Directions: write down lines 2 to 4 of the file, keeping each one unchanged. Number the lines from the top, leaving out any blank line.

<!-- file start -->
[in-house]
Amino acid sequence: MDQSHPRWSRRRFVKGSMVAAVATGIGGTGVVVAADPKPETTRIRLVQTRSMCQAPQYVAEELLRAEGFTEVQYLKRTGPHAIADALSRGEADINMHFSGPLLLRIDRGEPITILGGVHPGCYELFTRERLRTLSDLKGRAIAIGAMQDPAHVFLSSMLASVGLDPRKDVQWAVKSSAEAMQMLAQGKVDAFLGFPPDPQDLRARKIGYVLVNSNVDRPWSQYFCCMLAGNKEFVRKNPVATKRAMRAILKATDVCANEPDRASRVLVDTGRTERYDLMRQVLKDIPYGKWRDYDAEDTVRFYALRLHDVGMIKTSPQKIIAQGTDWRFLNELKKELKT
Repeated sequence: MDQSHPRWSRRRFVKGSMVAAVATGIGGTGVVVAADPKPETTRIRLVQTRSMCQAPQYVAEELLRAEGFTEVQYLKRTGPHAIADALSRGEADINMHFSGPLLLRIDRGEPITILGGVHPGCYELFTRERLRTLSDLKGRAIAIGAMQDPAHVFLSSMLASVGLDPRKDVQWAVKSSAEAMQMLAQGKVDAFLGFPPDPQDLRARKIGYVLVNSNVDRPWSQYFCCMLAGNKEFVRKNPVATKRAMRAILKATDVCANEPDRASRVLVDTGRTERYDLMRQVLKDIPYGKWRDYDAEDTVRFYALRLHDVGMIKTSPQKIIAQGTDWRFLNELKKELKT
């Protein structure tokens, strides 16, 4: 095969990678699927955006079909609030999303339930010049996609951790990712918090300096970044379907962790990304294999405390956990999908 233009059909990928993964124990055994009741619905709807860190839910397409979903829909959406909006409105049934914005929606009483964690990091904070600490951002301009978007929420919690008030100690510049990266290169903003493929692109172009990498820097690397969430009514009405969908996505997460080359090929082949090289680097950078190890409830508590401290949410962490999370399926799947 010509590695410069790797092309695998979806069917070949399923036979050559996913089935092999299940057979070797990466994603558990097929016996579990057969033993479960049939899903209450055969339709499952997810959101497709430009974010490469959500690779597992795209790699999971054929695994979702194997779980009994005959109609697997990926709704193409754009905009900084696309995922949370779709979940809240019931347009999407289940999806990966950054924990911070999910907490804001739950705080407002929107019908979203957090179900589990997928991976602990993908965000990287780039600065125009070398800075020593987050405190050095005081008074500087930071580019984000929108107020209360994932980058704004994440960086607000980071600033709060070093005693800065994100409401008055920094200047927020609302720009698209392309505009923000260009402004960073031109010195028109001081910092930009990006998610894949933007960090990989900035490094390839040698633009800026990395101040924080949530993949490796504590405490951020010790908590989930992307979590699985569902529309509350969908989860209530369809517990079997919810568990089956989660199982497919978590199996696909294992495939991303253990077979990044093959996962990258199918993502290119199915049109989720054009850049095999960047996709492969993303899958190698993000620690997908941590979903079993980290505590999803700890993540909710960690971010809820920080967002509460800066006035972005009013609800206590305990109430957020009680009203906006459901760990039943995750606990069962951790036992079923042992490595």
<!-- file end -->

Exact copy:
Amino acid sequence: MDQSHPRWSRRRFVKGSMVAAVATGIGGTGVVVAADPKPETTRIRLVQTRSMCQAPQYVAEELLRAEGFTEVQYLKRTGPHAIADALSRGEADINMHFSGPLLLRIDRGEPITILGGVHPGCYELFTRERLRTLSDLKGRAIAIGAMQDPAHVFLSSMLASVGLDPRKDVQWAVKSSAEAMQMLAQGKVDAFLGFPPDPQDLRARKIGYVLVNSNVDRPWSQYFCCMLAGNKEFVRKNPVATKRAMRAILKATDVCANEPDRASRVLVDTGRTERYDLMRQVLKDIPYGKWRDYDAEDTVRFYALRLHDVGMIKTSPQKIIAQGTDWRFLNELKKELKT
Repeated sequence: MDQSHPRWSRRRFVKGSMVAAVATGIGGTGVVVAADPKPETTRIRLVQTRSMCQAPQYVAEELLRAEGFTEVQYLKRTGPHAIADALSRGEADINMHFSGPLLLRIDRGEPITILGGVHPGCYELFTRERLRTLSDLKGRAIAIGAMQDPAHVFLSSMLASVGLDPRKDVQWAVKSSAEAMQMLAQGKVDAFLGFPPDPQDLRARKIGYVLVNSNVDRPWSQYFCCMLAGNKEFVRKNPVATKRAMRAILKATDVCANEPDRASRVLVDTGRTERYDLMRQVLKDIPYGKWRDYDAEDTVRFYALRLHDVGMIKTSPQKIIAQGTDWRFLNELKKELKT
């Protein structure tokens, strides 16, 4: 095969990678699927955006079909609030999303339930010049996609951790990712918090300096970044379907962790990304294999405390956990999908 233009059909990928993964124990055994009741619905709807860190839910397409979903829909959406909006409105049934914005929606009483964690990091904070600490951002301009978007929420919690008030100690510049990266290169903003493929692109172009990498820097690397969430009514009405969908996505997460080359090929082949090289680097950078190890409830508590401290949410962490999370399926799947 010509590695410069790797092309695998979806069917070949399923036979050559996913089935092999299940057979070797990466994603558990097929016996579990057969033993479960049939899903209450055969339709499952997810959101497709430009974010490469959500690779597992795209790699999971054929695994979702194997779980009994005959109609697997990926709704193409754009905009900084696309995922949370779709979940809240019931347009999407289940999806990966950054924990911070999910907490804001739950705080407002929107019908979203957090179900589990997928991976602990993908965000990287780039600065125009070398800075020593987050405190050095005081008074500087930071580019984000929108107020209360994932980058704004994440960086607000980071600033709060070093005693800065994100409401008055920094200047927020609302720009698209392309505009923000260009402004960073031109010195028109001081910092930009990006998610894949933007960090990989900035490094390839040698633009800026990395101040924080949530993949490796504590405490951020010790908590989930992307979590699985569902529309509350969908989860209530369809517990079997919810568990089956989660199982497919978590199996696909294992495939991303253990077979990044093959996962990258199918993502290119199915049109989720054009850049095999960047996709492969993303899958190698993000620690997908941590979903079993980290505590999803700890993540909710960690971010809820920080967002509460800066006035972005009013609800206590305990109430957020009680009203906006459901760990039943995750606990069962951790036992079923042992490595």